Tuesday, February 28, 2006


To date, there has been a slew of reports with regards to religious institutions having a whale of their time "teaching"(I mean proselytising, literally) about the virtues of sex in mandatory eight-hour sex education classes in Junior Colleges.

Just one shining example, though, came through from the rather "homely" Christian Institution, Family Life Society.

(Article on Straits Times; click to enlarge)

Now, according to the report, Family Life Society teaches some rather dodgy beliefs here, including:

1. Contraception is wrong;

2. Abortion is wrong;

3. Stem cell research is wrong

Now, if any readers amongst you are sniffing a hint of religious foulplay here, you will be asking this question: How the hell does stem cell research end up in a sex education class as a legitimate topic???

Ah, the wondrous minds of our theist brethrens apparently knows no bounds. Any avenue, apparently, to spread their "love of God" messages becomes a sordid avenue for erecting a pulpit, government institution or otherwise.

To further accentuate the doctrines of this moronic group, perhaps it would be terrific(or horrific), to slip in a few scanned pages of the textbook published by this religious institution.



Dark brownish in colour, the cover page of the book begins to reveal its pukish contents with a rather suitable pukish design.

And there, emblazoned in a rather pale shade of gold, are the words "Celebrate Life-The Workshop". Celebrating life? Not a very apt title for a sex education course book, eh? Or perhaps the writer of this moronic book never had the intention to impart proper knowledge in the first place?


Flipping through, one cannot fail to ignore the blatant religious contents spewed forth by the religious author.

-Why Sex Outside Marriage is Always Wrong

- Same Sex Attraction And Homosexual Sex

Ah, the first signs of conservative, fundamentalist deluge becomes distinctly evident. Homophobia, too, takes center-stage.


Ah, so what do we have here? A giant-sized picture of a sperm! Yes, those worm-like monsters of procreation, capable of creating little, noisy babies! Well, let us proceed and study the "words of wisdom" of these very enigmatic sex education experts.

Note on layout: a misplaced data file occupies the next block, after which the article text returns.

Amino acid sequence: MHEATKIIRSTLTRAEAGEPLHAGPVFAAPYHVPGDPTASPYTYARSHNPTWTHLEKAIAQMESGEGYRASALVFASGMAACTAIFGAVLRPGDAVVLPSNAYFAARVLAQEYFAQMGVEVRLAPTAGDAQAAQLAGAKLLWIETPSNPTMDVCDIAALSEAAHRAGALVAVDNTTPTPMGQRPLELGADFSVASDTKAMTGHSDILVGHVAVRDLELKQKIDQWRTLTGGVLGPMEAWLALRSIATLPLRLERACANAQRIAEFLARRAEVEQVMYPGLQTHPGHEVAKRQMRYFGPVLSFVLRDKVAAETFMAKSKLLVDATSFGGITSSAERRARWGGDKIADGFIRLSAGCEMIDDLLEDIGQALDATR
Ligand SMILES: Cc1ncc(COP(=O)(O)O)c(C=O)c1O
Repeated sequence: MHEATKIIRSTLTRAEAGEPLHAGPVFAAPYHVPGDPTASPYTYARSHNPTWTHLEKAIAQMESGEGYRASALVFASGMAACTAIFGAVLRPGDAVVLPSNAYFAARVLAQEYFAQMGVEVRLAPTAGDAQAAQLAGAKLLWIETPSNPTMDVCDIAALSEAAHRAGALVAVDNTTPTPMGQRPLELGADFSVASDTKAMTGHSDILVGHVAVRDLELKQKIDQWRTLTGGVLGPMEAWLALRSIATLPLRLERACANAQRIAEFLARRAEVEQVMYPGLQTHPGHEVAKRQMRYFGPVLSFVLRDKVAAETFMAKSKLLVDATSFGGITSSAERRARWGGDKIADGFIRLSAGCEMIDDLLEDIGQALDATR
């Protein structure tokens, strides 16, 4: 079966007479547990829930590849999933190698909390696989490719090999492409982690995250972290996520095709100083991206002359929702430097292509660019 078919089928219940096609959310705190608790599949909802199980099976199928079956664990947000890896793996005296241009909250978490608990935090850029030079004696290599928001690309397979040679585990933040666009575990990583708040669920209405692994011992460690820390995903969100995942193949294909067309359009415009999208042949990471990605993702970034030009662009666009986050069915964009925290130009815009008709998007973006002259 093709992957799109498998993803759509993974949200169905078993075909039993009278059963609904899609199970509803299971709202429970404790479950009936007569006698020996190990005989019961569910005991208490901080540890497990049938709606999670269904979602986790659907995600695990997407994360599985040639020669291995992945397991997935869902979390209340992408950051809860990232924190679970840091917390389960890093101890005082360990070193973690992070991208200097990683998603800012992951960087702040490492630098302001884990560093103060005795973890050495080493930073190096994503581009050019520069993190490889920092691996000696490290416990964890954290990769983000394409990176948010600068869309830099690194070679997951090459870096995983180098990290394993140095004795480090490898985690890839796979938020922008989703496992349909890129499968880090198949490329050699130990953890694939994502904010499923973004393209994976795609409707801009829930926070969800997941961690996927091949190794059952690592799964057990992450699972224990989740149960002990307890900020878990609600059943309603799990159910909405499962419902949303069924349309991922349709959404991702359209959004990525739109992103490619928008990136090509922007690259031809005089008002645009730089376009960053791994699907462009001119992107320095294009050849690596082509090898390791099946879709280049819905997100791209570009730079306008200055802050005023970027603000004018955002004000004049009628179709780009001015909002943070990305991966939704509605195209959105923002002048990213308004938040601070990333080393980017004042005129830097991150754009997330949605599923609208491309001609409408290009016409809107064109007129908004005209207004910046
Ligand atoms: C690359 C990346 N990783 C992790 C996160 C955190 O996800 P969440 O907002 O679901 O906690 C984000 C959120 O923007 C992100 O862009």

-"When one speaks about condoms stopping the HIV virus, few realize the size of the problem. The human sperm can only be seen under the microscope. Millions of them are ejaculated from one act of intercourse. Some may escape through flaws or minute microscopic pores in the latex condoms to cause pregnancy thus rendering the condom an ineffective method of contraception."

Well, well, here's a little researched material from Planned Parenthood:

"Of 100 women whose partners use condoms, about 15 will become pregnant during the first year of typical use.* Only two women will become pregnant with perfect use.** More protection against pregnancy is possible if condoms are used with a spermicide foam, cream, jelly, suppository, or film."

"Minute, microscopic pores"? "Ineffective method of Contraception"? Well, I guess that means one or the other is lying!

Now let us continue with this ridiculous work:

-"If condoms can fail to stop the sperm, would not the failure rate for preventing Sexually Transmitted Diseases (STDS) be higher for the smaller HIV virus and other organisms?"

-"Note: The sperm measures about 3 microns on the head and the HIV virus is 0.1 microns or about one ten thousandth part of one millimeter."

Now, as one blogger correctly pointed out, water molecules are even much smaller, at 0.2 nano-microns..... so the condoms are effectively as leaky as a water hose.

Survival experts will tell you that condoms are the best rubber to waterproof essential items small enough to be fitted snugly into one because of its water proofing qualities.

So, I guess, this really is a no-brainer: Condoms are water-proof; barring tears and non-correct usage, a condom is the best means of contraception and STD prevention.

From here on, the plot thickens. Contraception becomes an evil act: "Contraception is the deliberate sterilization of the sexual act......so that the act will never be fruitful or open to life."

What the author is trying to expound is, sex must invariably be tied with pregnancy and procreation. Such an archaic, backward rubbish taught in a 21st century classroom is tantamount to teaching 19th century Chinese women the wonderful virtues of feet-binding.

Abortion is also condemned as an act of murder, with several medical conditions associated with abortion thrown in for good measure.

4.Now here comes the epitome of crap:

The author claims that:

1. Pregnancy prevention by condoms:85%
2.STD prevention: 50-90%.

According to Planned Parenthood:

In a 1987–91 study of couples in which one partner had HIV, all 123 couples who used condoms every time for four years prevented transmission of HIV. In 122 couples who did not use condoms every time, 12 partners became infected.1
Oops! 100% efficiency.

A similar 1993 study showed that using condoms every time prevented HIV transmission for all but two of 171 women who had male partners with HIV. However eight out of 10 women whose partners didn't use condoms every time became infected.2"
That is more than 98% efficiency.


Allowing religious institutions such as Family Life Society into government institutions as external faculties to teach secular subjects may not be the best option, after all.